10 Times Hip-Hop Went Cross-Genre

In 2016, every genre is starting to blend into one another. You’ve got indie bands adopting electronic elements, you’ve got pop music incorporating blues, rock, rap, you’ve got hip-hop utilising jazz and gospel more than ever.

One of the best cross-genre blends comes from the marriage of hip-hop and electronic music. Solid rhymes can sound incredible atop slick production and collaboration between these artists can create something really remarkable.

Here’s some of our favourites.

1. Baauer – Kung Fu ft. Pusha T & Future

Harry Bauer Rodrigues, better known as Baauer, was always heavily influenced by hip-hop in many of his early works, including a Jay-Z feature on 2013’s Higher. His production skill and its applicability to rap is no secret, as his debut full-length album Aa (pronounced Double-A) has four rap tracks, including features by Pusha T, Future, M.I.A., G-Dragon, TT the Artist, Leikeli47 and Novelist.  Kung Fu is one of the singles released prior to the album’s release, and it remained one of the album’s best moments. The sampling just serves to showcase the rappers’ verses, and it makes you feel as if every beat is in exactly the right place. Listen below:

2. RL Grime – Kingpin ft. Big Sean

As instrumental trap continues to rise in popularity, it’s no surprise that the genre, strongly rooted and based off of hip-hop production, would feature rap vocals.  Much of the work that RL Grime has put out has had these roots, and some of his songs (Core, for example) have become iconic to the point where you just about can’t hear a trap set without his influence. Big Sean takes the spotlight on this one, and this eerie lead in leads us to verses brimming with power, and make it so you can’t help but feel like a kingpin.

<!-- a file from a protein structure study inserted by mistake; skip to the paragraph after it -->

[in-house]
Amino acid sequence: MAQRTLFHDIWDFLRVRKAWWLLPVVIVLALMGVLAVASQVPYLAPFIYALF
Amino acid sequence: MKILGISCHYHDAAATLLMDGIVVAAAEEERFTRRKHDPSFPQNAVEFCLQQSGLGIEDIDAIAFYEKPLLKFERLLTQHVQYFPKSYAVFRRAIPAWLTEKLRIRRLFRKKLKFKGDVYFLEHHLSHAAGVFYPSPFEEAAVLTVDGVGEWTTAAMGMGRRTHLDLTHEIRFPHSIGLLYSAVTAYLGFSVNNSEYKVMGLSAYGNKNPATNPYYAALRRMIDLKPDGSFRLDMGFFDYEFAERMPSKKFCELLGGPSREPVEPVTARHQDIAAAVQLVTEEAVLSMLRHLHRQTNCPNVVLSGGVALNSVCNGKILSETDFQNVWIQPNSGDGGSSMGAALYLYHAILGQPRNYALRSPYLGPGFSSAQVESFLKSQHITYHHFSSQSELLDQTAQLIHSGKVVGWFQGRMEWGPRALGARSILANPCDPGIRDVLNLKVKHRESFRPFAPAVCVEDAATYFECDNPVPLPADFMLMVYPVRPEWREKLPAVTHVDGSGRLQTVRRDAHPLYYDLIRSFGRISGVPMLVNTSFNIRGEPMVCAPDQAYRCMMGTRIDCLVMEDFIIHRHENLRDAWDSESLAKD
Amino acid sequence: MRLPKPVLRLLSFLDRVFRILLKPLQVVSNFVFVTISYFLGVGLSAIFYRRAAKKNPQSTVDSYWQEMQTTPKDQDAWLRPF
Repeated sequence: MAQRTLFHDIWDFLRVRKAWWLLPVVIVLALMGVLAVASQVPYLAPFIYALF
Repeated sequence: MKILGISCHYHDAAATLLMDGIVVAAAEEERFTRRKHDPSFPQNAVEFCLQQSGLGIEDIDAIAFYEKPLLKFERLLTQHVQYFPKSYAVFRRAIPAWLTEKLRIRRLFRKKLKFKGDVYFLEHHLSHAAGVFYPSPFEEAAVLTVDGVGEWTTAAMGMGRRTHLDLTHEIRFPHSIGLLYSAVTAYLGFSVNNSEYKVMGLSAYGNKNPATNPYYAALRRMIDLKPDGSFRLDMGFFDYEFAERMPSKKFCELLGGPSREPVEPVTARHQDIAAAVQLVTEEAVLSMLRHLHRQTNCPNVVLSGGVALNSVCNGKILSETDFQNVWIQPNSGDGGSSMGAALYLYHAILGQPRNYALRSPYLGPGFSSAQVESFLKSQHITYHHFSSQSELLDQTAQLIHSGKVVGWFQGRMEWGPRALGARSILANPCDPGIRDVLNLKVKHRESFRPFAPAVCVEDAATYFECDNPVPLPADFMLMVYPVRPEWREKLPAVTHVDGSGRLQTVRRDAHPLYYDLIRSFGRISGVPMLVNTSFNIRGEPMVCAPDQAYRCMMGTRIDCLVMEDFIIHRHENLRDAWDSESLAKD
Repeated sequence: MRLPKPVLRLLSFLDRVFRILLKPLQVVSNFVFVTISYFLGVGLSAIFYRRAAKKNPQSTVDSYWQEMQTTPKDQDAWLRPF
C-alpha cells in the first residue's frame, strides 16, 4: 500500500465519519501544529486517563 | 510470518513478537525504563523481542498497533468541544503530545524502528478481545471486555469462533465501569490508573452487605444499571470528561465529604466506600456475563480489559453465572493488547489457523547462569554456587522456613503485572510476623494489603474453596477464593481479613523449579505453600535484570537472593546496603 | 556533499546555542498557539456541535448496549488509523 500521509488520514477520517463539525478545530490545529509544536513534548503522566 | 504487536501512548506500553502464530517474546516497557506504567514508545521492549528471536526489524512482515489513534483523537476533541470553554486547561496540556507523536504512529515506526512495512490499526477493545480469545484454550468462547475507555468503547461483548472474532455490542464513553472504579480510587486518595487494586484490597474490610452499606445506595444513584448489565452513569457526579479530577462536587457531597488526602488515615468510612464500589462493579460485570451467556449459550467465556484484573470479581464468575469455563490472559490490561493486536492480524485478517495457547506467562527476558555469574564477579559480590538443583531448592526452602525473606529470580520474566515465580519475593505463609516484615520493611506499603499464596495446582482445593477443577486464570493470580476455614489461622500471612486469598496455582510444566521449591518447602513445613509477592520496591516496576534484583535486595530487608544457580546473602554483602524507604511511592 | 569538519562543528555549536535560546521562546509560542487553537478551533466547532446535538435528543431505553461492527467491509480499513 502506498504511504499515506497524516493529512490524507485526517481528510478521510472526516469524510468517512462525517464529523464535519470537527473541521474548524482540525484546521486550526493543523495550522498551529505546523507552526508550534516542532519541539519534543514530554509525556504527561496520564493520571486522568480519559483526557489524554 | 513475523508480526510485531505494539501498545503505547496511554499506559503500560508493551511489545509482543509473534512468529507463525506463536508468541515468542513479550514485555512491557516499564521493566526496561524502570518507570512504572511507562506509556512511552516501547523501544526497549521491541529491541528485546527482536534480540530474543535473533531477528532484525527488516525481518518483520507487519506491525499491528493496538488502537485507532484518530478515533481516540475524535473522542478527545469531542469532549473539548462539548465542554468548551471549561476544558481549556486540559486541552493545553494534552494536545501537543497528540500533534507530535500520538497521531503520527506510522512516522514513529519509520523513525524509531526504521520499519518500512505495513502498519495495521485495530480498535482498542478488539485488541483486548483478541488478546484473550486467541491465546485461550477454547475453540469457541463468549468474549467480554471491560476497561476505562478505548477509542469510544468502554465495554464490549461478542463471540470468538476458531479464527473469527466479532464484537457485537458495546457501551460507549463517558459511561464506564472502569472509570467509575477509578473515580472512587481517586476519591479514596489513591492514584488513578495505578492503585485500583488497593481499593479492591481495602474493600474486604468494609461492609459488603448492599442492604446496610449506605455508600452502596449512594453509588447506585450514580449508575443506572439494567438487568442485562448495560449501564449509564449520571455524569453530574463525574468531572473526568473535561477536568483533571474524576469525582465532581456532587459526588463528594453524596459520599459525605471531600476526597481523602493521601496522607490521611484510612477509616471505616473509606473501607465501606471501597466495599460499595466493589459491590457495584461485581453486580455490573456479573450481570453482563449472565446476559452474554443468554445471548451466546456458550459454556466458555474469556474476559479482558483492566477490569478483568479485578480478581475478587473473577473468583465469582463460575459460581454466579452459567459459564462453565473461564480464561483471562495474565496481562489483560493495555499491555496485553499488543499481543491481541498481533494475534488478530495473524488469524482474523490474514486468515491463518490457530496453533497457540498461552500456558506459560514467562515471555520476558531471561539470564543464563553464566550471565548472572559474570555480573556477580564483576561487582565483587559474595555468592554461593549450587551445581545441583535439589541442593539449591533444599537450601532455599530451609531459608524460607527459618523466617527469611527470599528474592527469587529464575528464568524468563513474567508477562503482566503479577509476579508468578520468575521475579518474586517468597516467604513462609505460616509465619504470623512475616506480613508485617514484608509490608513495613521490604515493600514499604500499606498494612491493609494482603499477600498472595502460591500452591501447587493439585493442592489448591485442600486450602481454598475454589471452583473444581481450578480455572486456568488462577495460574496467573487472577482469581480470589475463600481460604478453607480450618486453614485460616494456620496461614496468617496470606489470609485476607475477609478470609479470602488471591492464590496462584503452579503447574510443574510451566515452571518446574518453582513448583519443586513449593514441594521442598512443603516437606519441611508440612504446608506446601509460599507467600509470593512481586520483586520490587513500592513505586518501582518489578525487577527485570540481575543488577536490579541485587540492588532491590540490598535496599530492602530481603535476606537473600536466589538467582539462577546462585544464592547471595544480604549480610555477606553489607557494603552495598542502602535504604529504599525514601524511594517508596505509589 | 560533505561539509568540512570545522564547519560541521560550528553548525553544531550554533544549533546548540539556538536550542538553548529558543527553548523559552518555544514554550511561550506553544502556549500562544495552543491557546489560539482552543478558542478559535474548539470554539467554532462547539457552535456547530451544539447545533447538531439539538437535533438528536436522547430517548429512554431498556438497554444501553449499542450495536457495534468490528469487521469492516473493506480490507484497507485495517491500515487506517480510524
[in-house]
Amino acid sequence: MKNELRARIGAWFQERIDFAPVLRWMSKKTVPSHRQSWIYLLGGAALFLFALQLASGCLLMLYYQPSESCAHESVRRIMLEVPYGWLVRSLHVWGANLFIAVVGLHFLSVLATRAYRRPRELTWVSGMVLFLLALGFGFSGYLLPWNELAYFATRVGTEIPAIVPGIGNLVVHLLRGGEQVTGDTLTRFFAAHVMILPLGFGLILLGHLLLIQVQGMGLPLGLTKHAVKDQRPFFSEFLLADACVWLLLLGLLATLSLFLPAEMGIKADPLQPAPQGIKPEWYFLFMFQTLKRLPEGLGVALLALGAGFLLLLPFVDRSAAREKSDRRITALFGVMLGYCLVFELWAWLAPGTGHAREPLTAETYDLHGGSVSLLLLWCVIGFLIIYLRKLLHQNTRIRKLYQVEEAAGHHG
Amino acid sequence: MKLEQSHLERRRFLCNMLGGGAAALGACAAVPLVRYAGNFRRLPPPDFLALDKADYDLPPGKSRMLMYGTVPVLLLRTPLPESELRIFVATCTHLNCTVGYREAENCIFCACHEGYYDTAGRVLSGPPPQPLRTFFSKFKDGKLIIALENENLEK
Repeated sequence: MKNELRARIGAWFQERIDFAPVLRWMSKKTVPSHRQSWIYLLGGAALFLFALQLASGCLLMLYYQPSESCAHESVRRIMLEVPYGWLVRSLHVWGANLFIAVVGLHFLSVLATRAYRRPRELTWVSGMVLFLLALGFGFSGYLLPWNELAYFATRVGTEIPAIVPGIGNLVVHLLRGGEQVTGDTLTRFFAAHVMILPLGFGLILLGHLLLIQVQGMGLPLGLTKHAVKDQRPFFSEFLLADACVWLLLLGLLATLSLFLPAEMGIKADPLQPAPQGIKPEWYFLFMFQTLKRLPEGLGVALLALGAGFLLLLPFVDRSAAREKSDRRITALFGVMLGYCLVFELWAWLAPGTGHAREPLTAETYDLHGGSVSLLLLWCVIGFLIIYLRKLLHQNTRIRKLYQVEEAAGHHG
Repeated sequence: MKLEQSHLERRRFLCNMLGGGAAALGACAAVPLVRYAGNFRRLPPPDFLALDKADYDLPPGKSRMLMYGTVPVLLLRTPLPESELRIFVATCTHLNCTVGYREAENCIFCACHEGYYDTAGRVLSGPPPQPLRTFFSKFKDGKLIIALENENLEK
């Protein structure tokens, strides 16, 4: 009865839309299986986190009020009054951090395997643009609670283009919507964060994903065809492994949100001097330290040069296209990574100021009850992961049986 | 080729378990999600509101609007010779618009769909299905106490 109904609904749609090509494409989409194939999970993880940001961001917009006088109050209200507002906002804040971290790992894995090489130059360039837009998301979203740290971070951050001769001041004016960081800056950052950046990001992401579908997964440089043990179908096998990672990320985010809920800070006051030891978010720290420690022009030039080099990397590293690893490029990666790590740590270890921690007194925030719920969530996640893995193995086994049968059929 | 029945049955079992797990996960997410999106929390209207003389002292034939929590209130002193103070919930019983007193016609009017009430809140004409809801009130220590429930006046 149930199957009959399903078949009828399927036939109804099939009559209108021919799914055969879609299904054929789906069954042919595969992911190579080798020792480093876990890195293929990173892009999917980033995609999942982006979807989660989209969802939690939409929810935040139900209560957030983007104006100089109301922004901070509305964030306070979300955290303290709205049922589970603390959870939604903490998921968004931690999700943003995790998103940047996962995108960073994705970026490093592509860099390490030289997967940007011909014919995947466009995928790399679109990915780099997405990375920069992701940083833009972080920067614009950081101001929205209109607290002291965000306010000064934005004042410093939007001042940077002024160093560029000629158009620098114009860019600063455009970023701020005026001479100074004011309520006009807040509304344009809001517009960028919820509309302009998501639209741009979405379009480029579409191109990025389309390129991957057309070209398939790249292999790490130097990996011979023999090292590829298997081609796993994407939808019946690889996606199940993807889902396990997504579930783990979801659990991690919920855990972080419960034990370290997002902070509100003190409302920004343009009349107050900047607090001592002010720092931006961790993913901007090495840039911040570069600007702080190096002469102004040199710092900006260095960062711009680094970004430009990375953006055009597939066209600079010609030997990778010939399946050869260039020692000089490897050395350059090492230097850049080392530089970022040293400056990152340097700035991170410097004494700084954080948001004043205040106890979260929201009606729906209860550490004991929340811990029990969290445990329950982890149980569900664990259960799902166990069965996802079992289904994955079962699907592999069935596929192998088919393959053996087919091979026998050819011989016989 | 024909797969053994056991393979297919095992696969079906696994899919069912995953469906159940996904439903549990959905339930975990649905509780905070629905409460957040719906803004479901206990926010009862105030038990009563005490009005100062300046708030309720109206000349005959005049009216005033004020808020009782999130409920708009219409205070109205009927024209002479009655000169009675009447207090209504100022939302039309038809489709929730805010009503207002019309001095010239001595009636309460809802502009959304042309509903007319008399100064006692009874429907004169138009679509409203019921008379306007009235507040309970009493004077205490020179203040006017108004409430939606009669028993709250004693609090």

The Mura Masa remix gets an honourable mention on this one. The subterranean bass and tropical feel mixed with Mura Masa’s unique sampling create a wholly new atmosphere.

3. THEY. – Motley Crue

This track is a bit different from the others, as THEY., a duo comprised of L.A. natives Drew and Dante, both vocalise and produce their own music.  They blend electronic, R&B, hip-hop, soul, and whatever genre you can think up to realise their vision and create truly unique music. Motley Crue references classic rock and makes for a soulful and enchanting track that just makes you want to cruise down Sunset Boulevard.

4. Flume – Lose It ft. Vic Mensa

It’s definitely been Flume’s year, and he is definitely no stranger to hip-hop production. His debut album featured collaborators Freddie Gibbs and T-Shirt, and as Flume grows his following his list of collaborators for his 2016 album Skin he’s definitely broken into the popular scene, with collaborators like Vince Staples, Allan Kingdom, and RaekwonLose It has the wonky and captivating vibes that Flume is known for, and when Vic Mensa screams “Lose It,” you can’t help but to lose it right alongside him.

5. Zhu – Hold Up, Wait a Minute ft. Bone Thugs-N-Harmony and Trombone Shawty